Grab yourself a juice box and make yourself comfortable, kids. Shredder’s going to tell you a nice, soothing—and not at all plagiarized—bedtime story. It’s about this guy named Ol’ McDonald, see. And he has this farm. Well, something like 31,000 farms worldwide. But for the sake of this story, just imagine a picturesque spread with some cows, chickens, maybe a fish tank or two. I’m trying to paint a picture here, but it’s not so easy on account of the fact that I’m now banned from any and all farms. Apparently, you’re not supposed to feed chickens McNuggets. Live and learn.
OK, so McDonald’s got this farm. EIEIO. And on that farm he had a chicken, EIEI … you already know where this is going, don’t you?
So then these chickens get cuffed, flipped upside down, and tossed through an electrically charged water tub before their throats are slit. That’ll make ’em talk, for sure. Wait, sorry, I was confusing food processing plants with the CIA’s “interrogation methods.”
But don’t you worry, kids. See, Ol’ McDonald selects these people to “advise” him about issues like “animal welfare.” ’Cause McDonald doesn’t want to hurt the chickens, see. He just makes so much money doing it that he just can’t help himself. So he finds people to give him the business about the proper way to treat a chicken—you know, open its door, offer it your jacket when it’s cold outside. Stuff I never excelled at. But I’ll bet if you paid me I could at least pretend to make an effort. Or not.
So McDonald’s tapping people to tell people crying about the dead chickens about how humane McDonald is, and how he’s really just a stand-up guy. I considered applying for the position myself. I’ve no great fondness for animals unless they’re freeze dried and paired with a variety of dipping sauces, and I’ve got a proven track record of saying whatever the person with the most money tells me to say. But apparently, the positions have already been filled.
I was somewhat surprised to realize that one of the butts occupying a seat on McDonald’s Welfare Advisory Panel is the very same butt occupying the Big Chief Head Honcho position over at Cal Poly. That is, President Jeffrey Armstrong’s bio on the Cal Poly website says he “advises McDonald’s Corporation in animal welfare.” A half-dozen calls to McDonald’s and Cal Poly PR bulldog Stacia Momburg later, and we’re left with a convoluted picture of Armstrong’s role. According to McDonald’s, Armstrong resigned when he was hired on at Cal Poly, but the two are “keeping the lines of communication open.” Does that have a canned celebrity break-up ring to it to anyone else, or am I reading too many tabloids? And Armstrong indicated he was still interested in advising good ol’ McDonald.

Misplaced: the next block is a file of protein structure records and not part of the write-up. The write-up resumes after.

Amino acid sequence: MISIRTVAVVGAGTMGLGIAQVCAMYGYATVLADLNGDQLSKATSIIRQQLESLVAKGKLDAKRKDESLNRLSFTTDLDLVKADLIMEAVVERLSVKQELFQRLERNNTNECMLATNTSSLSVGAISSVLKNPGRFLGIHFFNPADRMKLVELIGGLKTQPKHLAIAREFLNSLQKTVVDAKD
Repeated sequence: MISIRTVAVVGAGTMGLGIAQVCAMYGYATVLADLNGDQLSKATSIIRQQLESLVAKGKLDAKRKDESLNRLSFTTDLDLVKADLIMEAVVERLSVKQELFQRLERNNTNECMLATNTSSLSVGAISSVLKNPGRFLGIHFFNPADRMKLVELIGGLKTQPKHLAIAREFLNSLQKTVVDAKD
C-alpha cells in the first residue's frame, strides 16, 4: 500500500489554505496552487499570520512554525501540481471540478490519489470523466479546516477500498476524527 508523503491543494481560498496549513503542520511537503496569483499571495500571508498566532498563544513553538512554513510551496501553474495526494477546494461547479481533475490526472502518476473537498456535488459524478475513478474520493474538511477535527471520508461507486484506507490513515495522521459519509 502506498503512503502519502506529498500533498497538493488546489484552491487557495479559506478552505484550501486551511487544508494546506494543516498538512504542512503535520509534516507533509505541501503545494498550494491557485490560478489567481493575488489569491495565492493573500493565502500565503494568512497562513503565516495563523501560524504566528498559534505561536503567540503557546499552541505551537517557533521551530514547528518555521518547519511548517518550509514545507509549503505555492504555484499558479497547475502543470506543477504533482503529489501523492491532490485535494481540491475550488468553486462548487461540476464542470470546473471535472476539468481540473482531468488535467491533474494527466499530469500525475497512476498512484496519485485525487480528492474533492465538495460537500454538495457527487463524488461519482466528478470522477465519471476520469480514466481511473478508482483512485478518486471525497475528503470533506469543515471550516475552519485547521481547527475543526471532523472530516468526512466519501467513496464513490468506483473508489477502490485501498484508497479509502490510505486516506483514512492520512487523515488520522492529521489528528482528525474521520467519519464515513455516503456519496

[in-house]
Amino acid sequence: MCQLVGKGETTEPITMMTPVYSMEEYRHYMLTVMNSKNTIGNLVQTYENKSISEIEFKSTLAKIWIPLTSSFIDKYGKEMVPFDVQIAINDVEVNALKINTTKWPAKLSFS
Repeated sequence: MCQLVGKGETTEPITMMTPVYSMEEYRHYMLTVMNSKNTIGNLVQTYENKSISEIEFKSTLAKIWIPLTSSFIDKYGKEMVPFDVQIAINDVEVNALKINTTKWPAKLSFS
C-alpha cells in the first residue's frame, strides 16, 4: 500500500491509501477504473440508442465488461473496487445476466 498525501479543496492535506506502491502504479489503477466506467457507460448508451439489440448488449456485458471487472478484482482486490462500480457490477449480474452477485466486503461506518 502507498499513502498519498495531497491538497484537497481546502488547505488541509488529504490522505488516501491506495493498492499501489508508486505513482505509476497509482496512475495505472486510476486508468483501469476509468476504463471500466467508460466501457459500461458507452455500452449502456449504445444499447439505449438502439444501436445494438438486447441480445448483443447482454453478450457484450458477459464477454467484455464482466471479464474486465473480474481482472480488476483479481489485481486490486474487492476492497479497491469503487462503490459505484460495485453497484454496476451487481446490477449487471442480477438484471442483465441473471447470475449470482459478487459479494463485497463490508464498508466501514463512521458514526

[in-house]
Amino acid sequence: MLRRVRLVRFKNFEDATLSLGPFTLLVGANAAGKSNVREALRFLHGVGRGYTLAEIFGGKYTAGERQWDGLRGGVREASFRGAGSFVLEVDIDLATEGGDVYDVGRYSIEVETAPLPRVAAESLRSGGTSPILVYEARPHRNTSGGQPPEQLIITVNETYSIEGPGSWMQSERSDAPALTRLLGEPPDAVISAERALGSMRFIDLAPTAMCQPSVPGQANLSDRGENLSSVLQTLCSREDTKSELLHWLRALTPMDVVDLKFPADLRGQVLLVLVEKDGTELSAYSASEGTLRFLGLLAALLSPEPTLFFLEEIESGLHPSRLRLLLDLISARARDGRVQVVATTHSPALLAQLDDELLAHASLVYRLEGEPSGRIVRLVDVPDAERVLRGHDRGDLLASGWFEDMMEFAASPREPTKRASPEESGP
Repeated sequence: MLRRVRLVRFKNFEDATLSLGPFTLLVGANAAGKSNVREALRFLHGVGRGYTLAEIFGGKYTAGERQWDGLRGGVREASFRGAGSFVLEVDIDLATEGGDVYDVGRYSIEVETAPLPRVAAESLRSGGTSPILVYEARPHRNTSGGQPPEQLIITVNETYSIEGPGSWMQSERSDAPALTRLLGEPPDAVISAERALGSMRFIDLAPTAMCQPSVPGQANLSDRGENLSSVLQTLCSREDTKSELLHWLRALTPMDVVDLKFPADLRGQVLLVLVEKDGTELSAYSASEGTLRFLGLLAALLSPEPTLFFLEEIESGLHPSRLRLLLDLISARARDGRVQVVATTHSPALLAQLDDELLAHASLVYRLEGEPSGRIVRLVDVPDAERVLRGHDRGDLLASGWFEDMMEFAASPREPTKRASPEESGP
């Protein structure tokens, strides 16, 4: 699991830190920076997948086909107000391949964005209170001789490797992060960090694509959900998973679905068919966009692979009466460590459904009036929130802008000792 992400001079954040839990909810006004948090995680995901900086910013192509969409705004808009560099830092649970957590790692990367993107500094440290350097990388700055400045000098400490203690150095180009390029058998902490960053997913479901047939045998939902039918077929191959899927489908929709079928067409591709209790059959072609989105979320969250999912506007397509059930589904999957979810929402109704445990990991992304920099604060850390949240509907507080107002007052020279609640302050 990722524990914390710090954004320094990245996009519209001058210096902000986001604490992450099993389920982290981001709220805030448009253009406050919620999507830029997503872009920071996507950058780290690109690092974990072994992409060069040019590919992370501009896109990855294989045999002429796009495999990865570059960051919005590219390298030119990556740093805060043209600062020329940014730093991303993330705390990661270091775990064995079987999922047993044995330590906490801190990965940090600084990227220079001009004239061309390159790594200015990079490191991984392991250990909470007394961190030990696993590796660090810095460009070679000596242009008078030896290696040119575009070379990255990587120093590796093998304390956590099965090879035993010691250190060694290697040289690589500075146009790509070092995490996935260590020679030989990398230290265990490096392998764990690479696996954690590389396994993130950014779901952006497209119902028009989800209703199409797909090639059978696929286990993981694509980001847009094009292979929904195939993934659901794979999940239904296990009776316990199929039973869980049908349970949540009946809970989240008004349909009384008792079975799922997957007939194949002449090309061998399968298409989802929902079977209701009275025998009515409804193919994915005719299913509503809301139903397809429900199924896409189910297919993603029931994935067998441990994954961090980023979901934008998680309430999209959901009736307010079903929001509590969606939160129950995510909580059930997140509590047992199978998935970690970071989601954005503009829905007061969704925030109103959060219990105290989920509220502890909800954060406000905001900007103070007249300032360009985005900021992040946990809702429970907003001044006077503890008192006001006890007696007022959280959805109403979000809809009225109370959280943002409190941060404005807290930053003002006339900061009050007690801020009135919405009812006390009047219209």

So, which is it? Does he or doesn’t he? Cal Poly has a PR team that could spin fairy farts into butter; were they so busy number-crunching the budget for the renovations to Armstrong’s house that they happened to forget to change the “advises” in his bio to past tense? Maybe the delete key on their keyboard is gunked up with honey mustard dipping sauce.
You can hardly blame them for worrying about how the president’s perceived affiliation with McDonald’s might look. Some people might think his chumminess with McDonald’s could possibly interfere with his decisions as the leader of an agricultural university. It wasn’t so long ago that Cal Poly bent over and let Harris Ranch Beef Company bang all those pretty pretensions about a balanced educational experience right out of them. All because Harris Ranch Beef objected to a scheduled lecture by author Michael Pollan and threatened to pull a $500,000 donation to the university.
Hey Cal Poly, there’s no shame there. Money talks. For $500,000, I’d barbecue a platter of babies. I’d throw Lassie down the well with Timmy. Or, at the very least, dress her in one of those obnoxious sweaters for dogs. I might as well make a list of the things I wouldn’t do for $500,000: Nothing.
See, Cal Poly? We’re not so different, you and me.
But in light of the public relations nightmare that was the Harris Ranch v. Pollan debate, you’d think Cal Poly would be sensitive about any perception that it’s vulnerable to big corporations interfering with its students’ educational experience.
Then again, in Armstrong’s capacity as chairman of the Animal Welfare Advisory Committee for the United Egg Producers—he’s a busy bee—his supposed responsibility is to improve animal welfare using a scientific approach.
The United Egg Producers, in the same document that explains their mission and purpose, denounce PETA and the Humane Society. In a section titled “Common Sense on the Rise,” the completely unbiased report states gleefully that “animal-rights extremists are facing a backlash.” It then launches into an all-out assault on people who are encouraging the industry to turn to cage-free housing methods for the hens. Egg prices would soar! People would starve! That’s science!
Good ol’ Armstrong went so far as to write his own article discrediting the notion that cage-free animals enjoy a better quality of life. He found a kindred spirit in one Jocie Antonelli, a Notre Dame employee Armstrong cited as an expert.
“Antonelli said it was determined that quality of life might be slightly better in the cage-free system, but there was no real way of asking a chicken that question,” Armstrong wrote.
Quite brilliant, in my opinion. First, Armstrong was smart enough to pick up on the fact that chickens don’t speak English. That took me a while to figure out. Until they can turn to Armstrong and say, “B-gok! This cage makes me miserable!” he’s clear of any moral obligation to feel guilty.
Well done, McPresident. Let’s just hope the students at Cal Poly know how to speak up for their own best interests—or, at the very least, get a straight answer about Armstrong’s history as an adviser for the corporation.
The Shredder tastes great with ranch dressing. E-mail firstname.lastname@example.org.